How does an inmate file taxes

How Does an Inmate File Taxes?

It’s tax time once again, and no one is exempt–not even prison inmates. With the United States having the highest incarceration rate in the world, nearly one percent of residents age 18 or older are currently behind bars. 

According to the Prison Policy Initiative, that adds up to approximately 2.3 million people confined to prisons and jails. Many of those inmates are required to file a tax return. 

Inmates who earn income from work on campus–as well as those who are employed via work release–may have to file a return if their earnings meet the requirements. There are also inmates who held a paying job before their incarceration, and those with spouses who have a reportable income and require a joint filing.

Filing a tax return is difficult enough in the free world, but what about those who are behind bars? How does an inmate file taxes?

In this blog post, I will cover the following topics:

  • Tax filing requirements
  • Most prisons supply basic tax forms
  • Inmates do not qualify for the Earned Income Tax Credit
  • Inmates are exempt from ACA requirements
  • There are no deductions for ‘charitable’ contributions to an inmate
  • The Recovery Rebate Credit
  • Consult a tax professional

Tax filing requirements

The tax filing requirements for prison inmates are the same as the requirements in the free world. However, because many inmates earn just pennies a day, they will not meet the threshold.

Gross income requirements for each filing status are:

  • Single filing status:
    • $12,550 if under age 65
    • $14,250 if age 65 or older
  • Married filing jointly:
    • $25,100 if both spouses under age 65
    • $26,450 if one spouse under age 65 and one age 65 or older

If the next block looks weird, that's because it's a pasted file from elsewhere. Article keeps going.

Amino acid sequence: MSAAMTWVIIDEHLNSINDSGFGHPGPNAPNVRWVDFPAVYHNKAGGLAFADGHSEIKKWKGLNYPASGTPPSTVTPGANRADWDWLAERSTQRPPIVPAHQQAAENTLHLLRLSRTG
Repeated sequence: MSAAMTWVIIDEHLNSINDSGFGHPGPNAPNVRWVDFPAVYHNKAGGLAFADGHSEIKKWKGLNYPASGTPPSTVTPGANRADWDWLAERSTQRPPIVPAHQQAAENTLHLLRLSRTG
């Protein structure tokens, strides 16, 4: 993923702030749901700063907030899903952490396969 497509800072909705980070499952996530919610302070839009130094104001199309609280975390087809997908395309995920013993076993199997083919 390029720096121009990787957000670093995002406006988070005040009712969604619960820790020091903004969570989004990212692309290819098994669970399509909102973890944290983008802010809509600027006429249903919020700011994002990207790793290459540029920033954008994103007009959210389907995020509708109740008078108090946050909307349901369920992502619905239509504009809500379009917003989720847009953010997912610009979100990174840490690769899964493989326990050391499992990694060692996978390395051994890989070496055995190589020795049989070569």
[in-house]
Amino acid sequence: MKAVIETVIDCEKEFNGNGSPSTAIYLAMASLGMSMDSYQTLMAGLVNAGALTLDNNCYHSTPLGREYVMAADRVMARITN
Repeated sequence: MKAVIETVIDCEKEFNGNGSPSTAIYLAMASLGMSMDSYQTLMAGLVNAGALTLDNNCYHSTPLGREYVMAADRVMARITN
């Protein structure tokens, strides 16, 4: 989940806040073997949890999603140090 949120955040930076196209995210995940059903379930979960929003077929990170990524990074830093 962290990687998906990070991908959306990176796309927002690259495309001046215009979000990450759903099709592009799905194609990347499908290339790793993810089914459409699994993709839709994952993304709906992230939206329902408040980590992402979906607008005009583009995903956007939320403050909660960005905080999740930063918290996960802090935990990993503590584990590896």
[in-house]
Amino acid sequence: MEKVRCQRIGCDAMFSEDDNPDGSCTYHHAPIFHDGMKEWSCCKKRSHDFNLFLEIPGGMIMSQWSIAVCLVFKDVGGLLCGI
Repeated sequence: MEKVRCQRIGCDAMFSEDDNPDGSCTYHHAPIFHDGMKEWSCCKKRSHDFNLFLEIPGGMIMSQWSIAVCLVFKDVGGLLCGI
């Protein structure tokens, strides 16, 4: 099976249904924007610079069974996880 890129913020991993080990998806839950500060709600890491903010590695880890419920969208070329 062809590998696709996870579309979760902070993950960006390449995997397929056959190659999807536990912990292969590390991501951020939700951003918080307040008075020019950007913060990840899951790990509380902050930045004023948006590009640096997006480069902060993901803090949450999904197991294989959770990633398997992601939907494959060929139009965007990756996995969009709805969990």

• $27,800 if both spouses age 65 or older
  • Married filing separately — $5 for all ages
  • Head of household:
    • $18,800 if under age 65
    • $20,500 if age 65 or older
  • Qualifying widow(er) with dependent child:
    • $25,100 if under age 65
    • $26,450 if age 65 or older

Most prisons supply basic tax forms

If an inmate does not have help from friends or family on the outside during tax season, they will still have access to tax forms. Most prisons supply basic forms for both federal and state. Some prisons also provide access to volunteer tax programs. Since inmates don’t have internet access, filing online isn’t really an option. 

If an inmate is filing a joint return, they must sign the forms. This can be a bit of a logistical nightmare, but many facilities will allow you to bring these legal forms to a visit so you can get a signature, or you can work with the inmate’s caseworker. 

According to the CPA Journal, “In situations where an inmate is unable to complete the required tax returns online or is unable to provide all of the required information to a tax preparer, the inmate can appoint someone to have power of attorney for tax matters. In this case, the inmate must file IRS Form 2848, which authorizes an individual to represent the inmate before the IRS.”

Inmates do not qualify for the earned income tax credit 

If an inmate earns an income while incarcerated, those wages are not considered “earned income” for the Earned Income Tax Credit or Child Tax Credit. 

Ineligible income also includes amounts paid for work performed while in a work release program or while living in a halfway house.

Inmates are exempt from ACA requirements